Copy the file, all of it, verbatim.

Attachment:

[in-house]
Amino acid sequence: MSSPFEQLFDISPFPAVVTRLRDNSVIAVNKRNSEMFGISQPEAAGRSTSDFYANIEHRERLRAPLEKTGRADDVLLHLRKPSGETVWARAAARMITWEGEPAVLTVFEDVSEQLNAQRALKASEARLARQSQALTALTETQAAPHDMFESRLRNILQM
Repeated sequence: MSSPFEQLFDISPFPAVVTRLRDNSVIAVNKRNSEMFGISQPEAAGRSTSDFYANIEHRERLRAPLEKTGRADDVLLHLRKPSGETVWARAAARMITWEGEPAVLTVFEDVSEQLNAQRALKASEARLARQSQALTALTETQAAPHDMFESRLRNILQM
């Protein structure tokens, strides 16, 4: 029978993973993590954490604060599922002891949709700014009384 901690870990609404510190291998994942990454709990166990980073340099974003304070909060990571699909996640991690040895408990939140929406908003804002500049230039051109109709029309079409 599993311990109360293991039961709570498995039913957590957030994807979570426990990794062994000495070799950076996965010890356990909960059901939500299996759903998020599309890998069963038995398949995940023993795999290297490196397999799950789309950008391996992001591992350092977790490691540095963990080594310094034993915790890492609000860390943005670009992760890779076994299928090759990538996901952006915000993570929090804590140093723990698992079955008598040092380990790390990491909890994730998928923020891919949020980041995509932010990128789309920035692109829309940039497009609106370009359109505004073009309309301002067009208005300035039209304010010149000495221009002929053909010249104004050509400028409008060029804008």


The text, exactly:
[in-house]
Amino acid sequence: MSSPFEQLFDISPFPAVVTRLRDNSVIAVNKRNSEMFGISQPEAAGRSTSDFYANIEHRERLRAPLEKTGRADDVLLHLRKPSGETVWARAAARMITWEGEPAVLTVFEDVSEQLNAQRALKASEARLARQSQALTALTETQAAPHDMFESRLRNILQM
Repeated sequence: MSSPFEQLFDISPFPAVVTRLRDNSVIAVNKRNSEMFGISQPEAAGRSTSDFYANIEHRERLRAPLEKTGRADDVLLHLRKPSGETVWARAAARMITWEGEPAVLTVFEDVSEQLNAQRALKASEARLARQSQALTALTETQAAPHDMFESRLRNILQM
């Protein structure tokens, strides 16, 4: 029978993973993590954490604060599922002891949709700014009384 901690870990609404510190291998994942990454709990166990980073340099974003304070909060990571699909996640991690040895408990939140929406908003804002500049230039051109109709029309079409 599993311990109360293991039961709570498995039913957590957030994807979570426990990794062994000495070799950076996965010890356990909960059901939500299996759903998020599309890998069963038995398949995940023993795999290297490196397999799950789309950008391996992001591992350092977790490691540095963990080594310094034993915790890492609000860390943005670009992760890779076994299928090759990538996901952006915000993570929090804590140093723990698992079955008598040092380990790390990491909890994730998928923020891919949020980041995509932010990128789309920035692109829309940039497009609106370009359109505004073009309309301002067009208005300035039209304010010149000495221009002929053909010249104004050509400028409008060029804008």